Thousands Believed to Be Forging COVID Vaccine Certificates in Israel to Avoid Shot

Thousands of Israelis have reportedly forged certification they have received the COVID-19 vaccine in order to avoid getting the shot.

In a speech on Sunday, Prime Minister Benjamin Netanyahu's announced a robust roll-back of coronavirus lockdown restrictions. His cabinet voted to approve the easing of the country's lockdown on Monday, paving the way for all Israeli people to visit shops, malls, museums and libraries.

Thousands of Israelis have reportedly forged certification they have received the COVID-19 vaccine. Israeli policemen control the traffic at a checkpoint in Tel Aviv on January 8, 2021, to enforce a nationwide lockdown after a spike in coronavirus cases. - Israel's parliament approved new restrictions to tighten its coronavirus lockdown as Prime Minister Benjamin Netanyahu announced additional vaccine procurements he said could result in near complete inoculation by March. JACK GUEZ/AFP via Getty Images

Netanyahu's plan will also provide access to more events and activities to those who can prove they've received the vaccine through a digital check system.

Beginning Sunday, a "Green Badge" will determine who is permitted to return to gyms, sporting events, cultural venues, hotels and pools, specifically. Anyone who wishes to go to one of these public venues must carry their badge, which has a scannable QR code that certifies they've been vaccinated or previously recovered from COVID-19.

"We will get back to life with the green passport," Netanyahu said on Sunday.

The plan will help launch Israel back to normalcy - and Netanyahu has promised that Israel will be fully recovered to ordinary life by March.

Israel is ahead of most countries in vaccinating its population. The country announced that 4 million Israelis were vaccinated on Tuesday, but The Times reported that people younger than 50 have been increasingly hesitant to receive the shot. And doubt regarding the vaccine's efficacy has risen as deadlier COVID-19 strains spread at a rapid pace. One poll released Tuesday by the Rushinek Research Institute found only 41 percent of Israeli parents intend to vaccinate their children.

So people are reportedly taking alternate routes to bypass Netanyahu's passport system. Israeli television station Channel 12 reported that over 100,000 users have joined groups that provide forgery services via Telegram, an instant messaging platform.

Cybersecurity expert Ran Bar-Zik called the health ministry's badge a "holiday for every forger" in a Facebook post on Tuesday originally cited by The Times.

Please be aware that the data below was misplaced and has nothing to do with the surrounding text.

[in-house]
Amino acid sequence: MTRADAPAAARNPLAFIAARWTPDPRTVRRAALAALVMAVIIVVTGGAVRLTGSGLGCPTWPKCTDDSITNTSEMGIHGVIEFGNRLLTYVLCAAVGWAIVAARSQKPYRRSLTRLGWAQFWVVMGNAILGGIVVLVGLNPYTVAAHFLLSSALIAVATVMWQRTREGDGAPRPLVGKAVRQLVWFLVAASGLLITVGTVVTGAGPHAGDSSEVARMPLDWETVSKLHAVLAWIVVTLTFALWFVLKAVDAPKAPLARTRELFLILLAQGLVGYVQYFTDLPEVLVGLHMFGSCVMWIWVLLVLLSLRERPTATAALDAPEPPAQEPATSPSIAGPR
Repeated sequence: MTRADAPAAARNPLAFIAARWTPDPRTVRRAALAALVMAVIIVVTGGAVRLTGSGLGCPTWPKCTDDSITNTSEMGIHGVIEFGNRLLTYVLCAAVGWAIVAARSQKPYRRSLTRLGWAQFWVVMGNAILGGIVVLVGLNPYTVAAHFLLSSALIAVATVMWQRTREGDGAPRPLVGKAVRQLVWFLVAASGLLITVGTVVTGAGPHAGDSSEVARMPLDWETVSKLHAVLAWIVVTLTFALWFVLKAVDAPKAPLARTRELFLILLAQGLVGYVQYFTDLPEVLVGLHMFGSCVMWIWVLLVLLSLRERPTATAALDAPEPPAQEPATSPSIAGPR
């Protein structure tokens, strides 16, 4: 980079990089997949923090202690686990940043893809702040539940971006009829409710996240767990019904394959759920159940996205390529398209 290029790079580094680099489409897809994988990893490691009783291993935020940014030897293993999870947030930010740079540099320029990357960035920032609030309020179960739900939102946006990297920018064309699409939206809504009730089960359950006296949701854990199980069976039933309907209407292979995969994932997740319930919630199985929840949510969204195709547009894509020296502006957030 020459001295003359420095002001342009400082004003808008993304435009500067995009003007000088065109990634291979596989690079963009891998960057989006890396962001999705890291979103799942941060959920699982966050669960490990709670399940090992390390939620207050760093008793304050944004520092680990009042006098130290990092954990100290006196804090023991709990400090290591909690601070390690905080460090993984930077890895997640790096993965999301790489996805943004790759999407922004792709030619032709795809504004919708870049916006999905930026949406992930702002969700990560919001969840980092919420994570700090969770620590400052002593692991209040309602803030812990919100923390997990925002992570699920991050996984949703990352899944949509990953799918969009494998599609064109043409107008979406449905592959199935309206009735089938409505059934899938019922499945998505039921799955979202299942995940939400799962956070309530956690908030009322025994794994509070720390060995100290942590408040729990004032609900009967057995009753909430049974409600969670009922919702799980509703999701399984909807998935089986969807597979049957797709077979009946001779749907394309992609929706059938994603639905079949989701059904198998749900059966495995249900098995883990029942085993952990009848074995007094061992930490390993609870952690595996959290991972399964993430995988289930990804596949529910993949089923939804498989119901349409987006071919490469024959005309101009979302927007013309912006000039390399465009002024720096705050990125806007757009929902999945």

"Already there are tens of thousands faking," Bar-Zik wrote. "Without connecting to an external database no one can know it's a fake. And here is the mighty default. Because you can very easily make a signature in a way that would have prevented it hermetically. How? Digital signature. Easy to realize but a little hard to understand."

According to Bar-Zik's post, the technical flaw is the badge is not encrypted. This means there is no "private key" that locks away user data - so it's easy for a forger to change the badge's digital signature, falsify the certificate and gain access to restricted spaces.

The easily-faked badge raises the risk that individuals without the vaccine may be able to bypass official checks and still participate in Israel's expanding public life.

Netanyahu's administration has already anticipated that forgeries could occur. Anyone caught with a counterfeit vaccination certificate could be fined $1,500, according Israel's Health Minister Yuli Edelstein. He said on Tuesday: "Those who think this a game and print a vaccination certificate without being vaccinated will be caught and their activities may end with them in jail."

"We are doing everything to prevent this and we will use all means at our disposal against the forgeries," Ronni Berkowitz, a member of the Health Ministry's enforcement division, said to Channel 12. "These people are, in the end, endangering all of us. They can spread the disease and also bring in new variants."

"Whoever does not get vaccinated will be left behind," Edelstein said. Dr. Maya Peled Raz said to The New York Times that limiting some personal freedoms may be worthwhile for the greater good as countries plan how to reopen.

"That may involve some damage to individual rights, but not all damage is prohibited if it is well-balanced and legitimate in order to achieve a worthy goal," Peled Raz said to The Times.

Netanyahu's administration has kept messaging clear that getting a COVID-19 vaccine is an option, but not a requirement.

"There will be no forced vaccination in Israel; those who choose not to be vaccinated — it is their choice," Edelstein said. "[There] won't be any personal sanctions against those who do not vaccinate."

Newsweek has reached out to Israel's Ministry of Health for comment.